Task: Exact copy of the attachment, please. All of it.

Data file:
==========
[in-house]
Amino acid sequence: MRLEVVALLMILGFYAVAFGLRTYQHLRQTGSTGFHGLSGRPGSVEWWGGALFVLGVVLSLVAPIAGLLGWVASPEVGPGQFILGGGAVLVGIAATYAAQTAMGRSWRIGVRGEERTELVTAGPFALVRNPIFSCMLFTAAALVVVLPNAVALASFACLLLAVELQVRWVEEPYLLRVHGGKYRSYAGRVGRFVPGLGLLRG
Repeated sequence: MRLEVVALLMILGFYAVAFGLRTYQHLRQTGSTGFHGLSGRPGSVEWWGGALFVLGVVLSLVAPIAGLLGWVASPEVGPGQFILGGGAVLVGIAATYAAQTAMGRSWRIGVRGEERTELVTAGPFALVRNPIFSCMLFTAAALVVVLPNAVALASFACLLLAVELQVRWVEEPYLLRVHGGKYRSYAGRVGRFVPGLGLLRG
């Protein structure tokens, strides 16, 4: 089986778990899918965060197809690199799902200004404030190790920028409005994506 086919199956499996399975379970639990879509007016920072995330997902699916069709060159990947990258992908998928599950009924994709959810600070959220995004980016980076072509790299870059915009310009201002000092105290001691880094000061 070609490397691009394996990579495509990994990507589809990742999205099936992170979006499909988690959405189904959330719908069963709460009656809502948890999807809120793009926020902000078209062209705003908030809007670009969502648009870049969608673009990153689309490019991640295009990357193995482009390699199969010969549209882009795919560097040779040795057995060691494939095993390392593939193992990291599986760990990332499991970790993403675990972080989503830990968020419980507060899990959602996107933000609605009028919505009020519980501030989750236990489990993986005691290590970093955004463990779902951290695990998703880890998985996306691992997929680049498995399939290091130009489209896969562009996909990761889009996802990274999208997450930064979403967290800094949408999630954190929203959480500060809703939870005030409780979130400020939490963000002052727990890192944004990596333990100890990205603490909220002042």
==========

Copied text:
[in-house]
Amino acid sequence: MRLEVVALLMILGFYAVAFGLRTYQHLRQTGSTGFHGLSGRPGSVEWWGGALFVLGVVLSLVAPIAGLLGWVASPEVGPGQFILGGGAVLVGIAATYAAQTAMGRSWRIGVRGEERTELVTAGPFALVRNPIFSCMLFTAAALVVVLPNAVALASFACLLLAVELQVRWVEEPYLLRVHGGKYRSYAGRVGRFVPGLGLLRG
Repeated sequence: MRLEVVALLMILGFYAVAFGLRTYQHLRQTGSTGFHGLSGRPGSVEWWGGALFVLGVVLSLVAPIAGLLGWVASPEVGPGQFILGGGAVLVGIAATYAAQTAMGRSWRIGVRGEERTELVTAGPFALVRNPIFSCMLFTAAALVVVLPNAVALASFACLLLAVELQVRWVEEPYLLRVHGGKYRSYAGRVGRFVPGLGLLRG
């Protein structure tokens, strides 16, 4: 089986778990899918965060197809690199799902200004404030190790920028409005994506 086919199956499996399975379970639990879509007016920072995330997902699916069709060159990947990258992908998928599950009924994709959810600070959220995004980016980076072509790299870059915009310009201002000092105290001691880094000061 070609490397691009394996990579495509990994990507589809990742999205099936992170979006499909988690959405189904959330719908069963709460009656809502948890999807809120793009926020902000078209062209705003908030809007670009969502648009870049969608673009990153689309490019991640295009990357193995482009390699199969010969549209882009795919560097040779040795057995060691494939095993390392593939193992990291599986760990990332499991970790993403675990972080989503830990968020419980507060899990959602996107933000609605009028919505009020519980501030989750236990489990993986005691290590970093955004463990779902951290695990998703880890998985996306691992997929680049498995399939290091130009489209896969562009996909990761889009996802990274999208997450930064979403967290800094949408999630954190929203959480500060809703939870005030409780979130400020939490963000002052727990890192944004990596333990100890990205603490909220002042």